So I finally made the decision. We were just talking liners, doublers, inserts, and their fabrics today. I was thinking about it and fabric choice here can be not only daunting, but overwhelming in and of itself. I’m going to try to keep it simple and to the point, but we’ll see how that goes.
Inserts, Doublers, and Liners
Doublers are thick pads you can use for extra absorbency in your diapers. You can use them on top of a diaper if you are already using pockets.
Liners are usually thin rectangular pads that go between a baby’s rear and the diaper. Some parents use them to make cleaning the poo out a little easier. They’re nice. You can make them for cheap out of a soft cotton and they are washable. Or you can get the flushable variety. It adds a bit to your cost, but can make it easier depending on your preference. Liners are also convenient when you use diaper cream as they can cause buildup and extra washing on your diapers.
This is a good time to note that you should read the instructions that come with your diapers before using any creams. There are some fabrics that rash cream can ruin. I haven’t personally run into this, but according to most of the books it is a thing.
Inserts are a layer of absorbency that is put inside of a pocket diaper. These are also called soakers. They can be made out of several different types of fabrics….which is our next topic.
So you’re going to hear a lot of fabric terms tossed around when looking at diapers and their soakers, inserts, doublers, liners, etc. Here are the ones you’ll run across most often.
Synthetic fabrics: They are excellent at keeping baby dry.
Organic: These are fabrics that are not treated with chemicals.
Bamboo: This soft and luxurious feeling fabric is both breathable and absorbent. It’s considered eco friendly due to the quick growing plant it is harvested from and doesn’t involve many (if any) insecticides to grow.
Cotton: It is a soft comfy fabric but some eco friendly moms take issue with the way it is grown and processed. It gets a bad rap, but honestly, we all have cotton in our lives and it’s still not as toxic as some of the stuff in our disposable diapers.
Organic Cotton: This cotton is grown with a lesser eco impact than regular cotton, but essentially feels the same. If you are worried about your baby being exposed to anything from regular cotton, but still want cotton, this is your choice.
PUL: Polyurethane laminated fabric. Essentially it is a fabric with waterproof backing. This is what you would want to make your wet bags out of. PUL is what is on the outside of many decorative cloth diapers (though not all). Essentially, the water doesn’t go through the fabric to get you wet, unless your wee one is leaking out around her legs at the elastic.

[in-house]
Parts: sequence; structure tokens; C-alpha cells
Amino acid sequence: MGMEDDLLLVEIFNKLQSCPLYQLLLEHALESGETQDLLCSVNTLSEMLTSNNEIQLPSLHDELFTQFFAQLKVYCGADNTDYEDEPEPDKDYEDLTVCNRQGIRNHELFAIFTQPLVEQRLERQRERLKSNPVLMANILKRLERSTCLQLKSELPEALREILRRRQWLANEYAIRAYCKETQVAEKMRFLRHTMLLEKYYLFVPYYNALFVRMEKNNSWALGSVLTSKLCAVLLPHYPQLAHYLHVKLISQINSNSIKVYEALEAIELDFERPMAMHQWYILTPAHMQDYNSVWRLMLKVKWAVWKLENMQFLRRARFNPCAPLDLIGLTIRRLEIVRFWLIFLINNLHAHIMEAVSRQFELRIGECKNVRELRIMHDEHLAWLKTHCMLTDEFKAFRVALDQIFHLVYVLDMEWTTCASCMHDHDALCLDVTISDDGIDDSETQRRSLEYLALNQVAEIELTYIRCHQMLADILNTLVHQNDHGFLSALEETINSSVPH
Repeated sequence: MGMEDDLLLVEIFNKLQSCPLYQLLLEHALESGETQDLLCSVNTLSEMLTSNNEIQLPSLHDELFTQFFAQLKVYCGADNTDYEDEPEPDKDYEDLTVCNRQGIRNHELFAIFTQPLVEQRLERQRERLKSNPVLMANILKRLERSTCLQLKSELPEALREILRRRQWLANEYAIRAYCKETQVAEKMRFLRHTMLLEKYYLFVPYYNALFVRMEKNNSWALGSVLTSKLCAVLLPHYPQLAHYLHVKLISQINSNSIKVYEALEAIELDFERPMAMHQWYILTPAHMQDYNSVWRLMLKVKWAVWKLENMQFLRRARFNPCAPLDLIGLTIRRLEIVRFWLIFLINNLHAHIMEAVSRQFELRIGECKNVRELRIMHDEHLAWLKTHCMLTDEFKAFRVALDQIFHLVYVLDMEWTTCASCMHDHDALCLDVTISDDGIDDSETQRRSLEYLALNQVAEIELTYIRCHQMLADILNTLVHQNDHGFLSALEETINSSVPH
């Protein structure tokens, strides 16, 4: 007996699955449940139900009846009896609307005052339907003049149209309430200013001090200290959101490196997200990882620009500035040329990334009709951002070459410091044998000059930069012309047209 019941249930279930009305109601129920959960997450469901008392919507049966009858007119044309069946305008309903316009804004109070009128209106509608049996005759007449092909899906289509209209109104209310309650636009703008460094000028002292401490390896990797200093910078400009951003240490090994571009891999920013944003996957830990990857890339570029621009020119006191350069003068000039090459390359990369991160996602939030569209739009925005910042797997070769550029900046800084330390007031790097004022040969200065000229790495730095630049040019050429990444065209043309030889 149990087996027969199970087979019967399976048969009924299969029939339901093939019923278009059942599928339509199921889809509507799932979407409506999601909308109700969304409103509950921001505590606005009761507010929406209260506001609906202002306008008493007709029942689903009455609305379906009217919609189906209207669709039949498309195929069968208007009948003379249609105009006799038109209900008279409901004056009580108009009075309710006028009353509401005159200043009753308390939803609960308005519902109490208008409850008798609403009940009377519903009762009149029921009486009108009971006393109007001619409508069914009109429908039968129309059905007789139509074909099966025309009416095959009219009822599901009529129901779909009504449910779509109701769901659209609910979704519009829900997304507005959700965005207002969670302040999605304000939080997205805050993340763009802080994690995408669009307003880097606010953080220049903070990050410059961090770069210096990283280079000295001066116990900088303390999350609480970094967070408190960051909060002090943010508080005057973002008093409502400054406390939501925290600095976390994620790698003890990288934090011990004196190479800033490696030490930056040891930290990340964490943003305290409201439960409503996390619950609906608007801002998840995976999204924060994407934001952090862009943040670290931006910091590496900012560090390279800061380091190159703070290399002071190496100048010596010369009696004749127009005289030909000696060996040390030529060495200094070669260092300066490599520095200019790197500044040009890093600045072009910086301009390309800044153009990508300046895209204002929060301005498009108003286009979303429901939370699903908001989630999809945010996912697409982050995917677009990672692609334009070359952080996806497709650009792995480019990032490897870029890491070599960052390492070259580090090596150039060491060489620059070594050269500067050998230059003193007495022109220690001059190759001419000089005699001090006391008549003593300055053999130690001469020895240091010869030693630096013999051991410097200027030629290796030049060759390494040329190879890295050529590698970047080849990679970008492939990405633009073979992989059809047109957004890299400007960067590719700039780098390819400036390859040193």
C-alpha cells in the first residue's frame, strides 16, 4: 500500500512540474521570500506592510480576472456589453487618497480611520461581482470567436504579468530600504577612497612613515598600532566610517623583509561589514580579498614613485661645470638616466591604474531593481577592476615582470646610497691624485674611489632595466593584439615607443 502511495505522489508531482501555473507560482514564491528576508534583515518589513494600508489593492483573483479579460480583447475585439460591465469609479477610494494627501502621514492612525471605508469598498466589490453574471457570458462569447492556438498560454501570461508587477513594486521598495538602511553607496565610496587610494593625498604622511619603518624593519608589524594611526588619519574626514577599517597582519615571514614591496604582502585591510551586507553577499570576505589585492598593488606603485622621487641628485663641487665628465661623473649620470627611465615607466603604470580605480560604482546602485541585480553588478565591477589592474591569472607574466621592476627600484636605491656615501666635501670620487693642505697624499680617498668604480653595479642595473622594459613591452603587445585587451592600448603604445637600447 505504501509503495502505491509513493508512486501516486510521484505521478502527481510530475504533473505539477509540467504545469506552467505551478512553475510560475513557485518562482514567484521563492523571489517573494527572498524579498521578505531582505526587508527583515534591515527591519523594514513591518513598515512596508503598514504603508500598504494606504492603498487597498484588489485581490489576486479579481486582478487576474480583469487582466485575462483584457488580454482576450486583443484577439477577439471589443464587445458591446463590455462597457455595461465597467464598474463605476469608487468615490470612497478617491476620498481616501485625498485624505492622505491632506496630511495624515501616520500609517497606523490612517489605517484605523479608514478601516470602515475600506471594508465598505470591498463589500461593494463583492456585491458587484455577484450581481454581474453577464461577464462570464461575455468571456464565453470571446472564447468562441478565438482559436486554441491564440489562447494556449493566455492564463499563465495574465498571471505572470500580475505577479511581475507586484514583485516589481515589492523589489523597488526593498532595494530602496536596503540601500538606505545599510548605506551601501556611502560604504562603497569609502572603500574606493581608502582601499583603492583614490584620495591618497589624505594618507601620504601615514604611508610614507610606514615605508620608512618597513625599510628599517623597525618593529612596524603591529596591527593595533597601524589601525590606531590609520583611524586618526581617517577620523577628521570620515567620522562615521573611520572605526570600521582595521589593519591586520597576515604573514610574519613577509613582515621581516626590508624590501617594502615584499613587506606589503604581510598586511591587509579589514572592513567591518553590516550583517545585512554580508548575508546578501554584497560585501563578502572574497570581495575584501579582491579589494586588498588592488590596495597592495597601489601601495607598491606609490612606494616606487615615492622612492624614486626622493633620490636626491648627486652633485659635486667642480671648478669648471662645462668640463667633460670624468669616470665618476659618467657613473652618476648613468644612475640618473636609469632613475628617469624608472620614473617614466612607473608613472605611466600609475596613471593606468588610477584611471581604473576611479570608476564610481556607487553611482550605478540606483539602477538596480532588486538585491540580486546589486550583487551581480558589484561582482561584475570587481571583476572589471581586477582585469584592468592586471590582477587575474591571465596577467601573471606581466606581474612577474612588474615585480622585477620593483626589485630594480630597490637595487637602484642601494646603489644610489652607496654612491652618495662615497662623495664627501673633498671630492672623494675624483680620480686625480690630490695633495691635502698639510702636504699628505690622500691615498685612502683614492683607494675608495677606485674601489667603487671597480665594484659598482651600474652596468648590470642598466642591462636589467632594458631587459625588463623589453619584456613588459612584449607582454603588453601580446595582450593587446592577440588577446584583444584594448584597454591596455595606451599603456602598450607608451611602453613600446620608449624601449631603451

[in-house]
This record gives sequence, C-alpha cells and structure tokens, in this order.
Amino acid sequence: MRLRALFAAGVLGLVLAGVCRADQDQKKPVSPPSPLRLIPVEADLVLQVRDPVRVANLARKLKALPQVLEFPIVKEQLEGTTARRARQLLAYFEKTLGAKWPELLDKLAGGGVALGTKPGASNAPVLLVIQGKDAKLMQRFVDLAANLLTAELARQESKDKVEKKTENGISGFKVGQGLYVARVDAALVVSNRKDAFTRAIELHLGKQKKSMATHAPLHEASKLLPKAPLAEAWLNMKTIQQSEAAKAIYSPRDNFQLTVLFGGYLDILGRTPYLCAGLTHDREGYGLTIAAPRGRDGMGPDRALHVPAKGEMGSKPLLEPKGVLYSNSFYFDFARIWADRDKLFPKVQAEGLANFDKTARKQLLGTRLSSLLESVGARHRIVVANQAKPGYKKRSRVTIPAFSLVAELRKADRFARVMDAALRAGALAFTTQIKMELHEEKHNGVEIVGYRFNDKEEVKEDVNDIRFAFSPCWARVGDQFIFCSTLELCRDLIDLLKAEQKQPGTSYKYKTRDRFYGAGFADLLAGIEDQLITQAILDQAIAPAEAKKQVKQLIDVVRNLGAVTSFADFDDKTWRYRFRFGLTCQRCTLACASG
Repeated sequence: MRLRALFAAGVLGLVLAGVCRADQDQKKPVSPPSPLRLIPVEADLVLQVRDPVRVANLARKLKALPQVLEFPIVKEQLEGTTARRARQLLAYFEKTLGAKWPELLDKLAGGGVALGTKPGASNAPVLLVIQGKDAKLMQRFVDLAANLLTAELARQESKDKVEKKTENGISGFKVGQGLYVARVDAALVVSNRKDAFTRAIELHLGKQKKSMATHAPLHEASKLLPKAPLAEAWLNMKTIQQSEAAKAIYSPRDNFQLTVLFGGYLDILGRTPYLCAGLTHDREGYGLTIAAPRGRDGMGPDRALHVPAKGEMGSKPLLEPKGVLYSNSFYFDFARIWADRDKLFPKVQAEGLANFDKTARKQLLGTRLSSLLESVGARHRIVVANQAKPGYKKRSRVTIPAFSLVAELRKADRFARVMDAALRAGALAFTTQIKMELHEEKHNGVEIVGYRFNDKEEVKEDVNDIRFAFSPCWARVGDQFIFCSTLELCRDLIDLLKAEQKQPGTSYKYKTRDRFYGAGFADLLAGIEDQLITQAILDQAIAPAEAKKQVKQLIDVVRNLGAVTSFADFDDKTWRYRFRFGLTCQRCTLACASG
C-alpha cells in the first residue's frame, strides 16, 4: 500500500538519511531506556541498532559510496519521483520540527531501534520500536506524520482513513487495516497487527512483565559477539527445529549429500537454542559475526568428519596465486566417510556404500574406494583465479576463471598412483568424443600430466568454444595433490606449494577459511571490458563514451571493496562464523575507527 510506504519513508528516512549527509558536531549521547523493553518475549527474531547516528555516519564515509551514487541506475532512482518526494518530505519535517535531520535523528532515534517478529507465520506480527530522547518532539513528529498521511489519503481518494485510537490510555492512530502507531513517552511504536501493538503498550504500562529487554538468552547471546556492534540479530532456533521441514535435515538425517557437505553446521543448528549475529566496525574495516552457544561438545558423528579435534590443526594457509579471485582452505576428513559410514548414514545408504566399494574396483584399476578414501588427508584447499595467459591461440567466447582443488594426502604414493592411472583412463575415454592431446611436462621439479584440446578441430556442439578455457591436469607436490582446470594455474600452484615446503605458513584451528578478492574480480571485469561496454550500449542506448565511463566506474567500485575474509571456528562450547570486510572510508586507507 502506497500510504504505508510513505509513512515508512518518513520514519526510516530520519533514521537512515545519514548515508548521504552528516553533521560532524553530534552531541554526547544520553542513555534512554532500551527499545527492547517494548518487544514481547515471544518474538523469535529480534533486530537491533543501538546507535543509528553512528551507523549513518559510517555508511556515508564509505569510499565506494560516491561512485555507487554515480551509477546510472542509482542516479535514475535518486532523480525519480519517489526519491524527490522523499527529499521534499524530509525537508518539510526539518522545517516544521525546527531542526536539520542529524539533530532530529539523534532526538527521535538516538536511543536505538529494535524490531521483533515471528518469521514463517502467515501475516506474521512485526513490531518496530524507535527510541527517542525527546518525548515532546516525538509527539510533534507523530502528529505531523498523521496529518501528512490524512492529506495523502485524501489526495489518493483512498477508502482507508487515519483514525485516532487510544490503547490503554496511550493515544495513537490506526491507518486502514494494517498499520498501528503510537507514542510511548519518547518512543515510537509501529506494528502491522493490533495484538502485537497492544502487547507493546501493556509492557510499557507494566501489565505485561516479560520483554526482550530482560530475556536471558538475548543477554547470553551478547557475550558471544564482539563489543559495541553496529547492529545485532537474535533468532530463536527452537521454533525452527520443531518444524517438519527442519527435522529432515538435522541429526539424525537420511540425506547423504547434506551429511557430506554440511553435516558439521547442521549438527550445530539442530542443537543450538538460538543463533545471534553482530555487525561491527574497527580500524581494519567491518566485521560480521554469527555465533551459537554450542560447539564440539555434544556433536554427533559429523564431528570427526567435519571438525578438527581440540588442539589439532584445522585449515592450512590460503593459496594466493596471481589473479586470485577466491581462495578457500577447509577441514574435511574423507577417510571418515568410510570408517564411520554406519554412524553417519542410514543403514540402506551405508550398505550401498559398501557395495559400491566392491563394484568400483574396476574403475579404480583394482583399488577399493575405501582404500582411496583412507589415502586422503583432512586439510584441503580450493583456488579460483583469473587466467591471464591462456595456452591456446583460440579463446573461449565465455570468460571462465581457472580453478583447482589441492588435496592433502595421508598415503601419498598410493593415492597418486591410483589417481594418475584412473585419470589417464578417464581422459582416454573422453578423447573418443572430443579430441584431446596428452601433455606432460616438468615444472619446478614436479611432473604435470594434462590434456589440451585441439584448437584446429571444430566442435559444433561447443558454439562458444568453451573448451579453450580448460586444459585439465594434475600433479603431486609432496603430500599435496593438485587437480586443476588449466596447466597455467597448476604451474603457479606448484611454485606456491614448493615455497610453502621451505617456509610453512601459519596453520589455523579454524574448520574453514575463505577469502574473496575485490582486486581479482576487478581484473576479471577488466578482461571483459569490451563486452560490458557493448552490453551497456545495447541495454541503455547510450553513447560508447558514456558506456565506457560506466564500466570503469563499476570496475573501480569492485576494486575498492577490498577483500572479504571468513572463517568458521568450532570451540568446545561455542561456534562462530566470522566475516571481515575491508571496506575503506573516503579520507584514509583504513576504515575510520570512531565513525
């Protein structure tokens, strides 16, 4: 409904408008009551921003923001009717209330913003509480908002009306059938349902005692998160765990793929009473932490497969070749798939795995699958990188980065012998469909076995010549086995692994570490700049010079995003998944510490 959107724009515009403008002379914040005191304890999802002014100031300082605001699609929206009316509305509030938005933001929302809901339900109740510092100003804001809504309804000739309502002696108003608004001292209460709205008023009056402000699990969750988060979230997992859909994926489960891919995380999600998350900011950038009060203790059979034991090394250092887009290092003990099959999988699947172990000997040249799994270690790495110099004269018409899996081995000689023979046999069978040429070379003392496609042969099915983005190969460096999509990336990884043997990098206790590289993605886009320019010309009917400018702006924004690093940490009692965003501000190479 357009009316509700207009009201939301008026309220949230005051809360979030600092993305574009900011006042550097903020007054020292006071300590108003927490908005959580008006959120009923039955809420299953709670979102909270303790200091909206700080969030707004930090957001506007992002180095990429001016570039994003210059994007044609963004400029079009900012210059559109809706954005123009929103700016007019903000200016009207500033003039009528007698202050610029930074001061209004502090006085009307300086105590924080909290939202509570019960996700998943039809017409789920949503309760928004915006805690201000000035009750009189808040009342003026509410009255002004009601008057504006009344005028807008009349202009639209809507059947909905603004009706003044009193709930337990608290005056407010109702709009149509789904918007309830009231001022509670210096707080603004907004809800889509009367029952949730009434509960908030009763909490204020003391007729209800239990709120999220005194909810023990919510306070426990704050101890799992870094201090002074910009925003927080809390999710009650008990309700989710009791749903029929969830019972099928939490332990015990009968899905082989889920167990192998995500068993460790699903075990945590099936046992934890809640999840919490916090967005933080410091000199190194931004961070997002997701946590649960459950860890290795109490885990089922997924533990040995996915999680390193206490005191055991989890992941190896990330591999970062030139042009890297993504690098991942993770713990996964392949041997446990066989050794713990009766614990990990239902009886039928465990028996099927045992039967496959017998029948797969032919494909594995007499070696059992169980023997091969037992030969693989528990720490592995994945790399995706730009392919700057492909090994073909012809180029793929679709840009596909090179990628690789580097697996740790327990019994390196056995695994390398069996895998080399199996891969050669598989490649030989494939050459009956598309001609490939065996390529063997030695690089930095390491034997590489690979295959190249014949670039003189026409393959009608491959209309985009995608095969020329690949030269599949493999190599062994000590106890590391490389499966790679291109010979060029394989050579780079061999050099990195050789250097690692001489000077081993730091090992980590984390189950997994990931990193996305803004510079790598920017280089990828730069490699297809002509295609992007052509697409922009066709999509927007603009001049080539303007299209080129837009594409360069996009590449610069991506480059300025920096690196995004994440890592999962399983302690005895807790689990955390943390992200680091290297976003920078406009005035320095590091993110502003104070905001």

Wool: Wool is used in inserts, covers, and liners. Some parents like it some don’t. It will keep a baby warm and dry, but you have to be careful on the type you buy and some babies have trouble with reactions to the skin with wool. Not to mention that you have to be far more careful when washing this fabric.
Hemp: This durable fabric is known for being ultra absorbent and antimicrobial. Some parents swear that it can protect your child’s rear from fungus and bacteria. It’s also eco friendly and does not require pesticides to produce. It can both breathe and keep a baby’s bum warm in the winter. It’s not cute, but it is one of the fabrics with the most function. It only comes in its natural color. Definitely great for inserts though.
Micro Terry: You’ll see this a lot. It’s cheap and absorbent without the bulk of cotton (it takes a ton of layers of cotton to absorb pee). Most pocket diapers come with these so this is what we’ve been using though I do have some homemade wool inserts and liners. You just can’t use it as a liner. It’s so absorbent that it will pull out the skin’s natural oils. This will lead to chafing and irritation.
Polar Fleece: Most internal layers of diapers are made of this. It wicks away moisture from the skin. this means that it lets the urine through to the pad while keeping baby’s bum dry. This is part of the reason why we love our cloth diapers. With disposables we were changing diapers every time Freya got the tiniest bit wet (because it would irritate the rash caused by the same issue). Now we don’t have to change her right away and we get more out of each diaper before she even feels wet. And trust me….she lets us know when she’s wet.
Sherpa Terry: This is the fabric you find in linens and towels. You’ll also occasionally hear this word with cloth diapers though mostly in inserts.
Honestly, the best thing to do is test out a few types in the store and see what works best for you. Personally we’ve found that the One Size pockets works best for us. We have occasionally used a liner though it doesn’t really seem to make poopies any easier. Our inserts are micro fiber. My liners are cheap flannel. But take a look and figure out what will work best for you. Please don’t assume. I did that which led to making six diapers that not only cost me more to make, but that we only use as backups. I love that I did it myself, but they still aren’t as functional for us as what we later bought.
I’ll leave you with this poem from a Mom who wrote in to Changing Diapers….my book source for this post.
L- Leakpoof (mostly)
O One Size
P- Penny Pinching
E- Eco Friendly
R- Rash Free